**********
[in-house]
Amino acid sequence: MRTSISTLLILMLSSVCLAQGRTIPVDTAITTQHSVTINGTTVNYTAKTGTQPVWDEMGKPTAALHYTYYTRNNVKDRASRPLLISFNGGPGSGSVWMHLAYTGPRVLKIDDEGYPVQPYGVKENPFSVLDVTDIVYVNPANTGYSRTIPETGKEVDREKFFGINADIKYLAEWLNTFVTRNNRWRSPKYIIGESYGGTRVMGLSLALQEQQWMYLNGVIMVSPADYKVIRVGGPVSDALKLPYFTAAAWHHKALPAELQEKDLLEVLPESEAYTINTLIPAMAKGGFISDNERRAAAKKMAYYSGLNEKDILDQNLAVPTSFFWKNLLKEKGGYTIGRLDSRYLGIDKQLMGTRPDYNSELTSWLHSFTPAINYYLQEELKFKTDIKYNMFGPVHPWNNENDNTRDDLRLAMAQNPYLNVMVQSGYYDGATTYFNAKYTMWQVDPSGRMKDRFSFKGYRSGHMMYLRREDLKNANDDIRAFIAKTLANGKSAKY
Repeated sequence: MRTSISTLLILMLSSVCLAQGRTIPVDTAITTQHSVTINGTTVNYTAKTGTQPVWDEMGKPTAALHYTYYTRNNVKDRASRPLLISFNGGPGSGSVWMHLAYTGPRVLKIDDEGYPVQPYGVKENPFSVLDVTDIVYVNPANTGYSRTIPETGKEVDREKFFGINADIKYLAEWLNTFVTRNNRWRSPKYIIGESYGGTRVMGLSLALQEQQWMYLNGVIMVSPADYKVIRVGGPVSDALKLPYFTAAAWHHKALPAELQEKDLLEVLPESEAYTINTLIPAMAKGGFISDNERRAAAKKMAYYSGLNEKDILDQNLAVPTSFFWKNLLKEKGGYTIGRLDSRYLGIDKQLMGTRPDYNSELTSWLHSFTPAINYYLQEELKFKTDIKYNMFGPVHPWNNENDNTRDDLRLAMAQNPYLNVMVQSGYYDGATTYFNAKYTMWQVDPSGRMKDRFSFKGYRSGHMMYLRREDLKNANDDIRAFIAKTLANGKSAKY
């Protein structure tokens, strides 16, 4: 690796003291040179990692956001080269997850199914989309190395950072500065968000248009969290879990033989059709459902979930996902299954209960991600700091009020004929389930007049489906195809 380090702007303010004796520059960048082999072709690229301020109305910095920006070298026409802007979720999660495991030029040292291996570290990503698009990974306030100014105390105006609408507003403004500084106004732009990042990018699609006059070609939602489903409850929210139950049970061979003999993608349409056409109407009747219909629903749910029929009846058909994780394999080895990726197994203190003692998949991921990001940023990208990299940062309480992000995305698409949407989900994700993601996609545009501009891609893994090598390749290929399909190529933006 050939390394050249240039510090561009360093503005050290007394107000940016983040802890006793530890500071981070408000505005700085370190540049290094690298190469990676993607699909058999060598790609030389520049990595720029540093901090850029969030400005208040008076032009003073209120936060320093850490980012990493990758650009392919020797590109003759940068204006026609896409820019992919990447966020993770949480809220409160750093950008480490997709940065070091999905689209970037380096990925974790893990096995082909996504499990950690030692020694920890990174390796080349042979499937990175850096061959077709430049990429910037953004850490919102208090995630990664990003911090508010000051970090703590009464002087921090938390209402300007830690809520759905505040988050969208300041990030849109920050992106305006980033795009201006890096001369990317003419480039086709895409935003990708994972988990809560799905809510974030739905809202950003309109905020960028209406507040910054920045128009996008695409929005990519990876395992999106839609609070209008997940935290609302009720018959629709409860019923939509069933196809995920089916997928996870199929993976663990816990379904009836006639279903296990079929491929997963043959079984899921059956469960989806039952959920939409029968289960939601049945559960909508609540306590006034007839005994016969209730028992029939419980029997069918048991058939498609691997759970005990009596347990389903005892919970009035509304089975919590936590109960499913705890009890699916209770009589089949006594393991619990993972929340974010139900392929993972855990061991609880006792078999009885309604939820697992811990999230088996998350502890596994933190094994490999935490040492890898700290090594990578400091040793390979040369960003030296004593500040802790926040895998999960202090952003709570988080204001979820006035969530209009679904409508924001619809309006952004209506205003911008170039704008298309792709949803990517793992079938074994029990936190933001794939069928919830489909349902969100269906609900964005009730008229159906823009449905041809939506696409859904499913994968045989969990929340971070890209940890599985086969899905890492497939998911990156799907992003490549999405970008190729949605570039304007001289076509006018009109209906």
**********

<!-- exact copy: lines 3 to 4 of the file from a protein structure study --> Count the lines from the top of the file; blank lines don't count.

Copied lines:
Repeated sequence: MRTSISTLLILMLSSVCLAQGRTIPVDTAITTQHSVTINGTTVNYTAKTGTQPVWDEMGKPTAALHYTYYTRNNVKDRASRPLLISFNGGPGSGSVWMHLAYTGPRVLKIDDEGYPVQPYGVKENPFSVLDVTDIVYVNPANTGYSRTIPETGKEVDREKFFGINADIKYLAEWLNTFVTRNNRWRSPKYIIGESYGGTRVMGLSLALQEQQWMYLNGVIMVSPADYKVIRVGGPVSDALKLPYFTAAAWHHKALPAELQEKDLLEVLPESEAYTINTLIPAMAKGGFISDNERRAAAKKMAYYSGLNEKDILDQNLAVPTSFFWKNLLKEKGGYTIGRLDSRYLGIDKQLMGTRPDYNSELTSWLHSFTPAINYYLQEELKFKTDIKYNMFGPVHPWNNENDNTRDDLRLAMAQNPYLNVMVQSGYYDGATTYFNAKYTMWQVDPSGRMKDRFSFKGYRSGHMMYLRREDLKNANDDIRAFIAKTLANGKSAKY
């Protein structure tokens, strides 16, 4: 690796003291040179990692956001080269997850199914989309190395950072500065968000248009969290879990033989059709459902979930996902299954209960991600700091009020004929389930007049489906195809 380090702007303010004796520059960048082999072709690229301020109305910095920006070298026409802007979720999660495991030029040292291996570290990503698009990974306030100014105390105006609408507003403004500084106004732009990042990018699609006059070609939602489903409850929210139950049970061979003999993608349409056409109407009747219909629903749910029929009846058909994780394999080895990726197994203190003692998949991921990001940023990208990299940062309480992000995305698409949407989900994700993601996609545009501009891609893994090598390749290929399909190529933006 050939390394050249240039510090561009360093503005050290007394107000940016983040802890006793530890500071981070408000505005700085370190540049290094690298190469990676993607699909058999060598790609030389520049990595720029540093901090850029969030400005208040008076032009003073209120936060320093850490980012990493990758650009392919020797590109003759940068204006026609896409820019992919990447966020993770949480809220409160750093950008480490997709940065070091999905689209970037380096990925974790893990096995082909996504499990950690030692020694920890990174390796080349042979499937990175850096061959077709430049990429910037953004850490919102208090995630990664990003911090508010000051970090703590009464002087921090938390209402300007830690809520759905505040988050969208300041990030849109920050992106305006980033795009201006890096001369990317003419480039086709895409935003990708994972988990809560799905809510974030739905809202950003309109905020960028209406507040910054920045128009996008695409929005990519990876395992999106839609609070209008997940935290609302009720018959629709409860019923939509069933196809995920089916997928996870199929993976663990816990379904009836006639279903296990079929491929997963043959079984899921059956469960989806039952959920939409029968289960939601049945559960909508609540306590006034007839005994016969209730028992029939419980029997069918048991058939498609691997759970005990009596347990389903005892919970009035509304089975919590936590109960499913705890009890699916209770009589089949006594393991619990993972929340974010139900392929993972855990061991609880006792078999009885309604939820697992811990999230088996998350502890596994933190094994490999935490040492890898700290090594990578400091040793390979040369960003030296004593500040802790926040895998999960202090952003709570988080204001979820006035969530209009679904409508924001619809309006952004209506205003911008170039704008298309792709949803990517793992079938074994029990936190933001794939069928919830489909349902969100269906609900964005009730008229159906823009449905041809939506696409859904499913994968045989969990929340971070890209940890599985086969899905890492497939998911990156799907992003490549999405970008190729949605570039304007001289076509006018009109209906």